How to Freeze Heavy Cream
Preserve leftover cream to use in future recipes
If a recipe leaves you with a partial container of heavy cream, freeze the extra until you need it. The process differs for freezing small or large amounts of heavy cream, but either method will take just a few minutes. Read on to learn how.
For Small Amounts
Pour the heavy cream into an ice cube tray, and freeze it. Once the cubes are frozen, transfer them to a freezer bag. Each cube is usually equal to 2 tablespoons of heavy cream. Measure your ice cube tray to see how much it holds.
Here are some conversions to help you figure out how many cubes to pull for a recipe:
- 2 cubes = 1/4 cup
- 4 cubes = 1/2 cup
- 6 cubes = 3/4 cup
- 8 cubes = 1 cup
To make larger cubes, use a 2-inch ice cube tray. Each cube is equal to 1/2 cup of heavy cream. When you're not using your ice cube trays to freeze cream, use them to freeze leftover broth, buttermilk, and wine (though many folks say there's no such thing as leftover wine).
For Large Amounts
Simply freeze the cream in the carton that it came in. If the container is full, pour out an inch of the heavy cream to allow room for expansion when it freezes.
Using Frozen Heavy Cream
Thaw your cream in the fridge. Then, give it a good shake (or stir) to redistribute the butterfat. Frozen heavy cream will still whip and do everything else that you want it to. In fact, cold cream actually whips better.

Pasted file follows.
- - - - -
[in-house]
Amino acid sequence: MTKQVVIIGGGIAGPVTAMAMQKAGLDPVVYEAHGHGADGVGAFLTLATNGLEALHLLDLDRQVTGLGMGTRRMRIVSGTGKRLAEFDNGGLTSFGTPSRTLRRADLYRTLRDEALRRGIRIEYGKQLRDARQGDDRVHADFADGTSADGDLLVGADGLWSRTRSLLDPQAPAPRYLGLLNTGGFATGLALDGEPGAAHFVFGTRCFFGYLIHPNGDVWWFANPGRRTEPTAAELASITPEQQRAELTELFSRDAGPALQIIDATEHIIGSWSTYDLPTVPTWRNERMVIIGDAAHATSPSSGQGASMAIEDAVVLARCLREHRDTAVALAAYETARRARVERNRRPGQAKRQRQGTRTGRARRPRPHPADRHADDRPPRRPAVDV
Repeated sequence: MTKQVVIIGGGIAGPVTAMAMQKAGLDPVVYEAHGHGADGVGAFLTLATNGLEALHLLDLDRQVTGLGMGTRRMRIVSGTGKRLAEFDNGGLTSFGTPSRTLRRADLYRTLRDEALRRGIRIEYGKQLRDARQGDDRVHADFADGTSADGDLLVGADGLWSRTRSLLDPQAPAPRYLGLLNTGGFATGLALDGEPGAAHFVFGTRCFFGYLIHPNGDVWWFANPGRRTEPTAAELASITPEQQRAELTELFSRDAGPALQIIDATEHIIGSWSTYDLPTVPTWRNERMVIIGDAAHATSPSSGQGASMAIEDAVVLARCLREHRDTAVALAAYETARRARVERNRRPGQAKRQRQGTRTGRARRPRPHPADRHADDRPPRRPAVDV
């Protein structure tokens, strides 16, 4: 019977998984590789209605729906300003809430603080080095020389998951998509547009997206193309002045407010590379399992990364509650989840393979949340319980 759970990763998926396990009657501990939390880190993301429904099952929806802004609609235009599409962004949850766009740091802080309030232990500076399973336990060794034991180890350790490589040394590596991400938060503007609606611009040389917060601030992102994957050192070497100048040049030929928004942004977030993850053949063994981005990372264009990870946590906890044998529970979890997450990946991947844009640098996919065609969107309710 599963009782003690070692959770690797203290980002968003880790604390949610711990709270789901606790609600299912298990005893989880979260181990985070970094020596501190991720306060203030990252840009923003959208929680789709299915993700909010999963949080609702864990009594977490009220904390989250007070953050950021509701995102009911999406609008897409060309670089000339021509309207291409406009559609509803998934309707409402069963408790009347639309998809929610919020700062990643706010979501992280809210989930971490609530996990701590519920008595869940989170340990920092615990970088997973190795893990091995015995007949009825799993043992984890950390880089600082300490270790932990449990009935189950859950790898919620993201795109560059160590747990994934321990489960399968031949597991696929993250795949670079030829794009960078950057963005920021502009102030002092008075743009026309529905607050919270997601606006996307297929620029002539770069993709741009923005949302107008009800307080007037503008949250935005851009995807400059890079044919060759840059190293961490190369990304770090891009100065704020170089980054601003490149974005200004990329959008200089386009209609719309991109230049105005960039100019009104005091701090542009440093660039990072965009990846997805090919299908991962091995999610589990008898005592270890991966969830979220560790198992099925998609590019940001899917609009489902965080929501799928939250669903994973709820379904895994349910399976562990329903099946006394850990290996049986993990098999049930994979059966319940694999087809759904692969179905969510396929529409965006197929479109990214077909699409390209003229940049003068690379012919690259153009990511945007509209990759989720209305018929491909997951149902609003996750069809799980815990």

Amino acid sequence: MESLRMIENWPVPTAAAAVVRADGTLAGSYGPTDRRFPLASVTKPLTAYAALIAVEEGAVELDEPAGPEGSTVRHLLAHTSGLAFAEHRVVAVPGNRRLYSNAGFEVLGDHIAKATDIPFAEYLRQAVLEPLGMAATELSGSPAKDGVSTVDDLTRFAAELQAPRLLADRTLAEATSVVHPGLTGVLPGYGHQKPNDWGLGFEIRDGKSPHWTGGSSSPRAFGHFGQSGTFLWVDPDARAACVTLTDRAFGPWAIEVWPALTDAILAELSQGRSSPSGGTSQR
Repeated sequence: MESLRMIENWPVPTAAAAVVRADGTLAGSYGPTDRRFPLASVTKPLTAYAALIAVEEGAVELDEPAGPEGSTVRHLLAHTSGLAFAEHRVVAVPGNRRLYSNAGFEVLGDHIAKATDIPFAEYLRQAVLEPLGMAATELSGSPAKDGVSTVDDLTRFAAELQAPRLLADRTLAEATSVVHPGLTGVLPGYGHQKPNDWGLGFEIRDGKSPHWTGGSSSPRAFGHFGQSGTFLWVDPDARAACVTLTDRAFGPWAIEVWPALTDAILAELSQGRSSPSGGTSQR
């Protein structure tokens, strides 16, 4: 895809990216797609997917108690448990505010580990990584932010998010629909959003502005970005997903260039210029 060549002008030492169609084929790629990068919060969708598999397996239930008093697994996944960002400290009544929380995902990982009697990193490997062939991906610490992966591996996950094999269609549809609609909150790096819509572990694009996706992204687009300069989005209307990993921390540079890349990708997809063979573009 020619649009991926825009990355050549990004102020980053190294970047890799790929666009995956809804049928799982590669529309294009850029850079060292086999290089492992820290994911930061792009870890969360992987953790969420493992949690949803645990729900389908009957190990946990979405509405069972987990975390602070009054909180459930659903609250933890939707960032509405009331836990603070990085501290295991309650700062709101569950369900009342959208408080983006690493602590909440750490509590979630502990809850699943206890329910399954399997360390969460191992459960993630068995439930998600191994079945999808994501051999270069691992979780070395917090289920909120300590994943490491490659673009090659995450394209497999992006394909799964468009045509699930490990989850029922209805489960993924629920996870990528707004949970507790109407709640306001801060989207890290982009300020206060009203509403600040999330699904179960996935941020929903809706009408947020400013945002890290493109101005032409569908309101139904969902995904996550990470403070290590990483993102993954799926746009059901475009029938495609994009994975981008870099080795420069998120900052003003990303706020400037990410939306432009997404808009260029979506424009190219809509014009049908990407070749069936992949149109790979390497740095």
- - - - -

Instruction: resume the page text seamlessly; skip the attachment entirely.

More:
If you're planning to use your heavy cream in a hot dish, just add it directly to the recipe. There's no need to thaw it out first.
Fresh Heavy Cream Substitute
If you never seem to have heavy cream on hand when you need it, or it always goes bad before you get to use it, consider switching to powdered heavy cream. It's shelf stable and allows you to mix up heavy cream as you need it. You aren't likely to find it in your local grocery store, but it's readily available online. Or, easily make a heavy cream substitute from milk and butter.
Tips and Hints
Alternatively, if you always seem to have too much heavy cream left over, and you don't want to freeze it, there are plenty of recipes that use heavy cream. You can use it to make sour cream, butter, whipped cream, ice cream, and cheese, or to thicken soups, add heft to pasta sauces, and even to upgrade scrambled eggs.
Before you decide to freeze your heavy cream or use it in one of these recipes, learn how long heavy cream stays good.
Freezing Other Dairy Products
After you learn how to freeze heavy cream, take a bit of time to discover how to freeze milk, butter, buttermilk, cream cheese, and sour cream, so you can stock up when it goes on sale, or prevent leftovers from going to waste.